Instead, there is berry, almost plummy fruit, well-integrated oak, and soft tannins that aren’t too soft. In all, a $12 wine with structure and body, hardly what we’ve come to expect from this grape from this part of the world and certainly at this price.

Highly recommended, and a candidate for the 2021 $10 Hall of Fame.

Wine of the week: Shannon Ridge Wrangler Red 2016

Shannon Ridge Wrangler Red The Shannon Ridge Wrangler Red is what we don’t see often enough – great, cheap California red wine

One of the blog’s great laments is the lack of quality cheap California wine. There’s lots of cheap wine, of course, but not much that most of us would want to drink. Because, as one of the blog’s regular visitors and a longtime California winemaker once told me, “we all decided we needed to become famous.”

Enter the Shannon Ridge Wrangler Red ($12, purchased, 13.9%). This red blend does what so many others don’t care to do – offer quality wine at a fair price that tastes like it comes from California. It’s a blend of syrah, petite sirah, tempranillo, and zinfandel, but remains balanced and interesting even though that grape combination can produce a six-megaton fruit bomb.

Look for some some sweet fruit (red berries?), but it’s not a sweet wine. There are soft tannins in the back, bracing the structure, just as they should, and there’s even a bit of acidity. In all of this, it’s not smooth, and that’s a good thing.

Highly recommended, and especially for anyone who likes this style of wine. And don’t be surprised to see it the Shannon Ridge Wrangler Red in the 2021 $10 Hall of Fame.

And, because I no longer understand how the wine business works, the 2012 vintage, which was also terrific, cost $14, $2 more than this one.

Mini-reviews 130: Savoie rose, Cusumano, Grand Louis, A to Z Bubbles

savoie roseReviews of wines that don’t need their own post, but are worth noting for one reason or another. Look for it on the fourth Friday of each month

Domaine de la Rosière Rose 2018 ($13, purchased, 12%): Intriguing pink from the Savoie region in eastern France near Switzerland. There are green herbs, oddly enough, with a little red fruit and some spice. Made mostly with gamay, with some pinot noir and mondeuse, a local grape. Imported by Wines with Conviction

Cusumano Nero d’Avola 2018 ($11, purchased, 13.5%): This Sicilian red, once a great cheap wine, is fine for what it is, but there are plenty of $8 and $10 simple Italian reds that more or less taste like this – almost unripe dark fruit and lots of acidity. Imported by Terlato Wines International

Grand Louis Rouge 2016 ($11, purchased, 12.5%): This red Bordeaux blend (more merlot than cabernet sauvignon) is old-fashioned, but not in a good way — tart and and not very ripe fruit. Imported by Laird & Company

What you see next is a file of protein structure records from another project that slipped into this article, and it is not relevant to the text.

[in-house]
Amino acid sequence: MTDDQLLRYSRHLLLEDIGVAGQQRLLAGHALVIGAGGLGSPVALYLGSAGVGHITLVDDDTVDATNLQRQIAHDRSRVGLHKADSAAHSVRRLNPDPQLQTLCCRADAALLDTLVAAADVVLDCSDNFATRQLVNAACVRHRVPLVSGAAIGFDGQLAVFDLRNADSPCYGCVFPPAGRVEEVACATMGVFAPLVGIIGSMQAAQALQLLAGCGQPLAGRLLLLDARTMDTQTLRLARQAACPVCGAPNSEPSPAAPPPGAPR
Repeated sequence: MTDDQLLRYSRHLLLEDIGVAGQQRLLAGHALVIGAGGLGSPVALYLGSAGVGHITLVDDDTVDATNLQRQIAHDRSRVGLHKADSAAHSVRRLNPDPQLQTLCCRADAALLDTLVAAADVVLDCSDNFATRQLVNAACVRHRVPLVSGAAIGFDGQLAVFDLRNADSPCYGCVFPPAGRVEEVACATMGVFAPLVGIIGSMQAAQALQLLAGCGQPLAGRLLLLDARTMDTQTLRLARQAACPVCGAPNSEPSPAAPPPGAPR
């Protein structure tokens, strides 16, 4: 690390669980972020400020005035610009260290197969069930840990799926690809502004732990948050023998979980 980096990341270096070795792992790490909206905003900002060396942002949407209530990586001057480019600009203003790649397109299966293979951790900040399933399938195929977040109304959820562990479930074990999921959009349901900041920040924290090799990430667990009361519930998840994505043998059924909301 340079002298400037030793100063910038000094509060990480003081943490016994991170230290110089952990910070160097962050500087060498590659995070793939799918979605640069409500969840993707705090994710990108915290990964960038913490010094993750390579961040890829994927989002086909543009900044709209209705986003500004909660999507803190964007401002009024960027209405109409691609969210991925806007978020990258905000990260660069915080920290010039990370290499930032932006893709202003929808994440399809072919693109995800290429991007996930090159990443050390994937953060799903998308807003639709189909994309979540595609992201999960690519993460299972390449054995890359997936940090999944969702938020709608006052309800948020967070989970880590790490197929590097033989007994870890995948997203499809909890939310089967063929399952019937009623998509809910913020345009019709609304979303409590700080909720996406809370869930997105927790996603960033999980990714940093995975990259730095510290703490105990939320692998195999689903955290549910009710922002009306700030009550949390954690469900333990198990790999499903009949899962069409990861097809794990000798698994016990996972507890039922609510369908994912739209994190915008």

A to Z Wineworks Rose Bubbles ($16, sample, 12.5%): Surprisingly disappointing spritzy rose from an otherwise reliable producer. It approaches white zinfandel sweet, without anything to balance the sweetness. And the price is problematic.

Wine of the week: Zestos Garnacha 2018

zestos garnachaTariff be damned! The Spanish Zestos Garnacha remains one of the world’s great $10 wines

This is the third time I’ve reviewed the Zestos Garnacha, a Spanish red wine made with garnacha. And the only reason I haven’t reviewed it more is availability – some vintages just never showed up in Dallas. The other reviews are here and here.

Because, regardless of anything else, the Zestos Garnacha ($10, purchased, 14%) just keeps on giving – a cheap red wine that offers quality, value, and deliciousness every vintage.

The 2018 is listed at 14 percent alcohol, which is higher than some years. This is no doubt to get around the Trump Administration’s 25 percent tariff on Spanish wine; wines with 14 percent or more alcohol aren’t taxed. It makes absolutely no difference. The Zestos is as delightful as ever.

Look for lots and lots of dark berry fruit, but not too ripe or too sweet. It’s also juicy without being jammy, something that doesn’t happen often with inexpensive garnacha and grenache. In addition, there is an almost herbal aroma and a sort of spiciness at the back of the wine. That’s a lot to be going on at a wine of this price.

Highly recommended, and almost certain to return to the $10 Hall of Fame in 2021. It’s also a candidate for the 2021 Cheap Wine of the Year.

Imported by Ole & Obrigado